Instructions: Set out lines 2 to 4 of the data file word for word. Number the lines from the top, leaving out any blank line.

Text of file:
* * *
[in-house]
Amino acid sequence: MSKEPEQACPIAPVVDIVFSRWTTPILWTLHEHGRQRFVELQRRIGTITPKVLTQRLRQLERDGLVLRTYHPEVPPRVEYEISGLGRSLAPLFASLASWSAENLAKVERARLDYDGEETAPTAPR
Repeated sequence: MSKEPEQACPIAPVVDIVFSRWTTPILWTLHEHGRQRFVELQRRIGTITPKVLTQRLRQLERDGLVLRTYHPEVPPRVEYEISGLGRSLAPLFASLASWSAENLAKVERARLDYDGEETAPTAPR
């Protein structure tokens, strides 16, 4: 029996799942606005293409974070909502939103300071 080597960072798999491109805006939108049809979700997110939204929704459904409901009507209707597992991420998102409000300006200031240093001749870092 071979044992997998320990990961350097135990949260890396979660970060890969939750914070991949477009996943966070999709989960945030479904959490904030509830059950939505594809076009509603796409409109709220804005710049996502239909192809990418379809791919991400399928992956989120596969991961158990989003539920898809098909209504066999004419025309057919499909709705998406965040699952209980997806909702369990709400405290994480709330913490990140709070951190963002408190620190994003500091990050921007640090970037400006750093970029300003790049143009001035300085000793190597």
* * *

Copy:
Amino acid sequence: MSKEPEQACPIAPVVDIVFSRWTTPILWTLHEHGRQRFVELQRRIGTITPKVLTQRLRQLERDGLVLRTYHPEVPPRVEYEISGLGRSLAPLFASLASWSAENLAKVERARLDYDGEETAPTAPR
Repeated sequence: MSKEPEQACPIAPVVDIVFSRWTTPILWTLHEHGRQRFVELQRRIGTITPKVLTQRLRQLERDGLVLRTYHPEVPPRVEYEISGLGRSLAPLFASLASWSAENLAKVERARLDYDGEETAPTAPR
């Protein structure tokens, strides 16, 4: 029996799942606005293409974070909502939103300071 080597960072798999491109805006939108049809979700997110939204929704459904409901009507209707597992991420998102409000300006200031240093001749870092 071979044992997998320990990961350097135990949260890396979660970060890969939750914070991949477009996943966070999709989960945030479904959490904030509830059950939505594809076009509603796409409109709220804005710049996502239909192809990418379809791919991400399928992956989120596969991961158990989003539920898809098909209504066999004419025309057919499909709705998406965040699952209980997806909702369990709400405290994480709330913490990140709070951190963002408190620190994003500091990050921007640090970037400006750093970029300003790049143009001035300085000793190597």